However, Vardy said, when Nova Scotia’s Utilities and Review Board assessed the project, it rejected the original deal and renegotiated it.

The revised deal will see Nova Scotia getting from 44-56 per cent of the power generated by Muskrat Falls, for 21 years.

That leaves less than 10 per cent of the power from Muskrat for this province to sell to other markets.

 “The current government has inherited a big mess and they need to deal with it,” Vardy said.

He said it’s not too late to pull back, to stop the project, if necessary.

So far, construction has cost about $4 billion, he said, and will probably reach $6 billion before the year is over.

However, based on how costs have risen since the first estimates, and other factors that came into play, Vardy said the final costs could be $12-15 billion if it continues.

Ernst and Young, a financial services and accounting firm, is reviewing project costs, scheduling and risks involved to complete the project.

However, Vardy said the other thing the province must assess is how much it would cost to stop the project.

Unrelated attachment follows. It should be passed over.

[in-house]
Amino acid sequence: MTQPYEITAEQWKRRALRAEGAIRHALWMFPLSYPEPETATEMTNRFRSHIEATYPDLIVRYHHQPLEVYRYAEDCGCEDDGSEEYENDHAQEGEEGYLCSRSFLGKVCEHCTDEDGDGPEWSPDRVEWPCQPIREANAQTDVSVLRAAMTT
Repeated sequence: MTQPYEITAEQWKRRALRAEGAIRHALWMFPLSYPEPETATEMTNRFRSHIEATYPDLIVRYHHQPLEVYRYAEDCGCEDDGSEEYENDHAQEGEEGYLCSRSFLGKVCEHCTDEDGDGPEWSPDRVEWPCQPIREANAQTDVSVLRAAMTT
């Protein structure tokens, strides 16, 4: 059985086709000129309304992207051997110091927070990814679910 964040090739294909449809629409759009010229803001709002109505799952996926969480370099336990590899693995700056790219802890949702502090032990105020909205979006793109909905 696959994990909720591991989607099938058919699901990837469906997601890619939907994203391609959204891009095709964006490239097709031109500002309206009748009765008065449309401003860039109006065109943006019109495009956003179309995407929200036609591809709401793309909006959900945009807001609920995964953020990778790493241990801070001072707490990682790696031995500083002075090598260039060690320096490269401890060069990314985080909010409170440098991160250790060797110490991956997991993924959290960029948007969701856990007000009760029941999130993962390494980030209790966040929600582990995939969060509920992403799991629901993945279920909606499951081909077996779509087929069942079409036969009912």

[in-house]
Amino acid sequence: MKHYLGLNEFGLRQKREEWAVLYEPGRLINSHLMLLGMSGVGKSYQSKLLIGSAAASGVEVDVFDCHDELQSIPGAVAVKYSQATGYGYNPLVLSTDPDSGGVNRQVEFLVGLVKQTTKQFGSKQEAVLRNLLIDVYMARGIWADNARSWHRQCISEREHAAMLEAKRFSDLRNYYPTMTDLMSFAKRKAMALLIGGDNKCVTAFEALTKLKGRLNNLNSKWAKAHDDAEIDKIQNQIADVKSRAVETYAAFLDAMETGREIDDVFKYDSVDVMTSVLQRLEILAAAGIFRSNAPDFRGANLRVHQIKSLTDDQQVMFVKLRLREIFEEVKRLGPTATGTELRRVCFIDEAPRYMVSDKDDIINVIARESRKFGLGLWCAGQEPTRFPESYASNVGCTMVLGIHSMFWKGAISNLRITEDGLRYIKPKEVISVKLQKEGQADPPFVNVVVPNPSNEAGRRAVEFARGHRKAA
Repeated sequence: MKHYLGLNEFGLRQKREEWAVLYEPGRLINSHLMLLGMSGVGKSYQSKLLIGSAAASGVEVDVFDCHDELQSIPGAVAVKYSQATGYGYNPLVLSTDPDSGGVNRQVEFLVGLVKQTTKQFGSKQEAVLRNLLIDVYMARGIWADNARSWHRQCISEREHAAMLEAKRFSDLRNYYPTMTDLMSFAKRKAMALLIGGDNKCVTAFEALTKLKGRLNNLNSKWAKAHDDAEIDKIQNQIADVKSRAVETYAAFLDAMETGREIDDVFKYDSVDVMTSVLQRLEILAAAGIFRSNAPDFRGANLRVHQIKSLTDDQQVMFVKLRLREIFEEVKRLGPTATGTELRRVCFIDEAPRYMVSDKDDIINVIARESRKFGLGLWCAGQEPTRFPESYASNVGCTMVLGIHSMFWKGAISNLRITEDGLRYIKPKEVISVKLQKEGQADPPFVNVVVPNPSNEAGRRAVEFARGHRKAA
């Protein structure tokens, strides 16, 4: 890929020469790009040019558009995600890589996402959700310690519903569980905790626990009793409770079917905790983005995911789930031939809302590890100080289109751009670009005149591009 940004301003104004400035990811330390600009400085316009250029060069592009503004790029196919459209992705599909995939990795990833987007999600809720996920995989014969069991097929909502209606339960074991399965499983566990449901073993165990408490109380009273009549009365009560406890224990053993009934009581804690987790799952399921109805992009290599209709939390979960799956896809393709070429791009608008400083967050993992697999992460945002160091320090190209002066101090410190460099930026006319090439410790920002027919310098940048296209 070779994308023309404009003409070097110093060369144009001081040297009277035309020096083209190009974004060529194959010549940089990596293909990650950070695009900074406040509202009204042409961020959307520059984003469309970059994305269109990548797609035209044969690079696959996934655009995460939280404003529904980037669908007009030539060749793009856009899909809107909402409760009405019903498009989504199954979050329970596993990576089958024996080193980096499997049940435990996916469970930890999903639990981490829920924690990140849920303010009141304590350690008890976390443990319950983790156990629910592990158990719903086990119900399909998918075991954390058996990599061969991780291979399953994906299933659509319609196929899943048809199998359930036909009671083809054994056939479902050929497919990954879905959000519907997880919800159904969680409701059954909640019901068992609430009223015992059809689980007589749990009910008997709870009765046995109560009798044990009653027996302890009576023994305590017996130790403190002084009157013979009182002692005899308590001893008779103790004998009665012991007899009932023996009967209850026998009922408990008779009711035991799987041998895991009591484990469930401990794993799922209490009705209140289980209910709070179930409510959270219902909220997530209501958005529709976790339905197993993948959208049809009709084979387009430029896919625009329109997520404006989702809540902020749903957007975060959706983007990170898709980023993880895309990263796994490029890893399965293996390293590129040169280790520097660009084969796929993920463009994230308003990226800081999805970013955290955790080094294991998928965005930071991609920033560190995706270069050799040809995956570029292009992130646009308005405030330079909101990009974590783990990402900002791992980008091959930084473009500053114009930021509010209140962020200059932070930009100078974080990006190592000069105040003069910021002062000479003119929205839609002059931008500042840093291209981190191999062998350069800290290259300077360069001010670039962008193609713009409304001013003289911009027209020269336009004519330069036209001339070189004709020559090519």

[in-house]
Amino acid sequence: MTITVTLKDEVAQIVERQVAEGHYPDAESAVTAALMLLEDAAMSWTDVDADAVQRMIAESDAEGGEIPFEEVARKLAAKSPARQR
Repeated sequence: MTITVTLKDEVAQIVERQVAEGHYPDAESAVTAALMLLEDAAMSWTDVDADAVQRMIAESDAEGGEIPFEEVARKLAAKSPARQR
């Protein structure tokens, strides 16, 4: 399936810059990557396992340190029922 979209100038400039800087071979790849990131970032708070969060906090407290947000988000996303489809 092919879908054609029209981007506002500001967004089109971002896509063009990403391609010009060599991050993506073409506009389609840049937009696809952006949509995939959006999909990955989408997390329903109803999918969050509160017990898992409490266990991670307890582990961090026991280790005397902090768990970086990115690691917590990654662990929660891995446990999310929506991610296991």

While he won’t go as far as to say the project should definitely be abandoned, Vardy said he’d like to have more facts, including the report from Ernst and Young. He does think the government should weigh the cost and benefits of continuing, against the cost and benefits of stopping.

If stopping isn’t an option, he said, the province would need to attempt to renegotiate the deal with Nova Scotia and look to the federal government for some more cash.

Meanwhile, Vardy said, when it comes to the demand for energy from consumers in this province, the answer may lie in the Upper Churchill — the project of the government of former premier Joe Smallwood that went down in infamy as being one of the worst deals in Canadian history.

Despite that bad deal, said Vardy, this province still gets 300 megawatts of power from the Upper Churchill. Half of that is committed for use in Labrador. The other half could come to the island, he said.

Ironically, thanks to the Muskrat Falls project, a transmission link across the Labrador Straits makes it possible to feed Upper Churchill power to the island.

“We could be using it on the island, so that could be a huge help,” he said,

To those who say Muskrat Falls can’t be stopped because it’s an important job creator, Vardy has a quick answer.

“When I look at the monthly reports from NALCOR and I look at how much money they spent in the month of November. They spent $205 million. Then I looked at how much they were spending per person. It worked out to $480,000 per person, per year,” Vardy said.